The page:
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Student-Athlete...Andrew Phillips
Courtesy: Stanford Athletics  
Release: 11/12/2010

Nov. 12, 2010

STANFORD, Calif. - Andrew Phillips has made 32 starts over the past three seasons - last season at left guard and in 2008 at right guard. In that time, Stanford has produced two of the three most prolific rushing seasons in school history. Stanford is currently ranks fifth in the nation in scoring while the offensive line has helped pave the way for a young Cardinal rushing attack to average 223.0 yards a game, 12th best in the nation. Much of the reason for the success is the bond shared by a veteran offensive line of Phillips, Jonathan Martin, Chase Beeler, David DeCastro, and Derek Hall. recently caught up with Andrew to talk about his student-athlete experience at Stanford.

Andrew Phillips on ...

What attracted you to your major of classics?
I've been interested in the ancient world. It's always been fascinating to me that the same questions are being pondered right now - What's the meaning of life? What does it mean to fall in love? All these immortal questions - are still being asked now that were asked thousands of years ago. If you look at the foundations of politics, government, rhetoric, warfare, poetry, the arts ... a lot that's valued in culture was founded in ancient Greece and Rome. I take a lot of interest in that.

It seems like the locker room might not have conventional conversations at times.
It's funny, you talk to every team on campus and they all comment that while most teams may be talking about TV or something like that, people here are having deep philosophical conversations.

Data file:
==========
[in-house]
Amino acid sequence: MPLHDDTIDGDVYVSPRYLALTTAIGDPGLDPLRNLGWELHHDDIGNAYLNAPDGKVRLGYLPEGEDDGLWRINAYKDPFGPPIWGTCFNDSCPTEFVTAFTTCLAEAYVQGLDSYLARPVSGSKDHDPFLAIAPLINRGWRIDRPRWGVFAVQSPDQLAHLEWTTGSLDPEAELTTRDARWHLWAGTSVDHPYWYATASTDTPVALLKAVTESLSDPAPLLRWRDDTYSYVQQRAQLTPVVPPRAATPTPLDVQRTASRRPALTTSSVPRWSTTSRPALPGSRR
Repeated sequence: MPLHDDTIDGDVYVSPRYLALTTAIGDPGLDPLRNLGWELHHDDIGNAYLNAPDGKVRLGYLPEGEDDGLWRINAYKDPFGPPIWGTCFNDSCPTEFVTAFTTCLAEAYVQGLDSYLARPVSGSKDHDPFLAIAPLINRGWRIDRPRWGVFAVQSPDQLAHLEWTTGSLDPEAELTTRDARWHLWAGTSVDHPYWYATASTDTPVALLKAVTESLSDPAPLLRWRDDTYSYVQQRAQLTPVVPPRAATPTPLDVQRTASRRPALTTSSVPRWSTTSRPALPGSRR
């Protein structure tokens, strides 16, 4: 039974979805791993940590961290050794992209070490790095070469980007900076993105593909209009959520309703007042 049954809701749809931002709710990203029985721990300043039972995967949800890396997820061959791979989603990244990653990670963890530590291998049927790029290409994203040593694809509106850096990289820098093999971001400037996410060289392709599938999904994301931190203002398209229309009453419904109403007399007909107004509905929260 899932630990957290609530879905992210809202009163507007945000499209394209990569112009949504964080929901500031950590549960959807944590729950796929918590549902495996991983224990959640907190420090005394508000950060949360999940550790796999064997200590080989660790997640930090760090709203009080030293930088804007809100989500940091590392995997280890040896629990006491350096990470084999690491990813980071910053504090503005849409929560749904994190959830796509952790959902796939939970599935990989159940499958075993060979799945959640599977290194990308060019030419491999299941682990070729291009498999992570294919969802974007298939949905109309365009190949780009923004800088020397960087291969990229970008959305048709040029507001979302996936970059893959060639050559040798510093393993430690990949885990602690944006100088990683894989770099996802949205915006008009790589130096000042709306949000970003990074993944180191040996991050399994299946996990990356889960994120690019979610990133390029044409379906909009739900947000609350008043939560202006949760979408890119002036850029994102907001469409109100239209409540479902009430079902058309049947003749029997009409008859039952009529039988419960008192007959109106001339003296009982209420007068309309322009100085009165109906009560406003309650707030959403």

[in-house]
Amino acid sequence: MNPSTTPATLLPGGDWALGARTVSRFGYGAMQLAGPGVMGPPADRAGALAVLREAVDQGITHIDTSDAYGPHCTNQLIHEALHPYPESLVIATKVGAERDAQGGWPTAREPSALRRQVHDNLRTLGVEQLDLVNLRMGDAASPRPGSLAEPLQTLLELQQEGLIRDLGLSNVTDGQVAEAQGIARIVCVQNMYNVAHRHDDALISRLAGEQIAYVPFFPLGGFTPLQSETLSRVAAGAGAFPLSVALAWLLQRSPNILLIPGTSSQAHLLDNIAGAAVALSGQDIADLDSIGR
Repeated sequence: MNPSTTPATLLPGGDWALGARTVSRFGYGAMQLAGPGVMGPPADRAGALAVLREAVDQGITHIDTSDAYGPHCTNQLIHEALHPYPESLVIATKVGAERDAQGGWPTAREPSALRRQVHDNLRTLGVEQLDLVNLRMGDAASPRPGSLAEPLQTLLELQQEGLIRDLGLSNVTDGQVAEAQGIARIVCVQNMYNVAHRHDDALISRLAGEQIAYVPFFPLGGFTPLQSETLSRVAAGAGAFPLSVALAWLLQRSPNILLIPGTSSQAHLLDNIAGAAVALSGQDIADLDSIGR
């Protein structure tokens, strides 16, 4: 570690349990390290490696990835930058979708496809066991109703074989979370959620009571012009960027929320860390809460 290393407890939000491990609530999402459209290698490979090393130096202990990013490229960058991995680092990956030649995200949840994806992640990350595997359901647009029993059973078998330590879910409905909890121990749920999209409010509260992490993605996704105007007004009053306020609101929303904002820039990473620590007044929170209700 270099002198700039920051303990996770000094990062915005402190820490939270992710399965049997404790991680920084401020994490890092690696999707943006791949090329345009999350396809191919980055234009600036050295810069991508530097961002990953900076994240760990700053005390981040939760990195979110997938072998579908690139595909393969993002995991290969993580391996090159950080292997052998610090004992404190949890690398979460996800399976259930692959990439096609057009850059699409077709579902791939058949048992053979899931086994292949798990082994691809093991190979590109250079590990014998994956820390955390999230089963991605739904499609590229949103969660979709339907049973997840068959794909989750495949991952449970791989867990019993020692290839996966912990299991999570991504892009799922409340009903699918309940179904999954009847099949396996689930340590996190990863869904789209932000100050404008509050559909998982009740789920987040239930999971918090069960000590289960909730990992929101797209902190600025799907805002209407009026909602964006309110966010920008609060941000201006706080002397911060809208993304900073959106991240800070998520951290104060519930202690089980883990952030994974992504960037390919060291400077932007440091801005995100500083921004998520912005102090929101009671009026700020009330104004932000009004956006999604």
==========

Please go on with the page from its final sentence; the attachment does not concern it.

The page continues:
How do you find that balance between academics and athletics, especially with the amount of work you must do on a regular basis?
Probably the most important things, aside from time management, is doing something you're interested in and passionate about. As with anything in life, if you're not passionate about what you're doing, it's going to reflect in the product of the work you do. If you're not interested in what you're studying, you're not going to motivated to read about it and you're not going to be motivated to study it. Probably the most important thing for me was finding a major that I was excited about going to class every day and learning about. It's definitely what I found in classics.

What class has had the most impact?
I've had great classes and great professors, but the one that's had the most impact is "The Meditations" of Marcus Aurelius. It's a collection of little anecdotes and notes he wrote to himself and there is debate on whether he intended to have them published or not. But it's little things on how to be a man. He talks a lot about how to deal with pain, how to deal with the anxiety that comes with having to provide for a family - in general, how to be a good leader.

Andrew Phillips on ...

Do you take pride in that one individual does not make the rushing game, but the team as a whole?
We're lucky because we have a stable full of excellent running backs. You go down the line and every single guy has different qualities that make him a great back. Stepfan has vision, he runs angry, he runs downhill. Usua has the burst of speed. That quick twitch he's got makes him hard to get down. Anthony Wilkerson, a young guy coming along, is playing beyond his years, learning the playbook. Patch (Jeremy Stewart) has had some injuries, but we still rely on his leadership.

Quarterback Andrew Luck
He's a special player. I don't think you can possibly ask for a better quarterback or a better human being than Andrew Luck. He's a great friend, great teammate, great leader, great quarterback. He makes all of the right calls. He's the most prepared guy on the field in every game and I just couldn't be happier for his success.

Continuity in the offensive line
It's a big deal. It's gotten to a point where a lot a communication doesn't necessarily take place verbally. Everybody's looking at the same thing, knowing where they've got to be, and there's a line of second-level communication that takes place in being able to get things fixed during the game -- not only talk about them, but get them fixed the next time you go out. That's a thing that I think we've improved from last year: being able to notice problems, be honest with each other and have them corrected the next time we go out there. It's about playing together, learning each other's tendencies and getting the cohesiveness and trust in each other that we have now. It's a pretty special thing.



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Cardinal AXEcess
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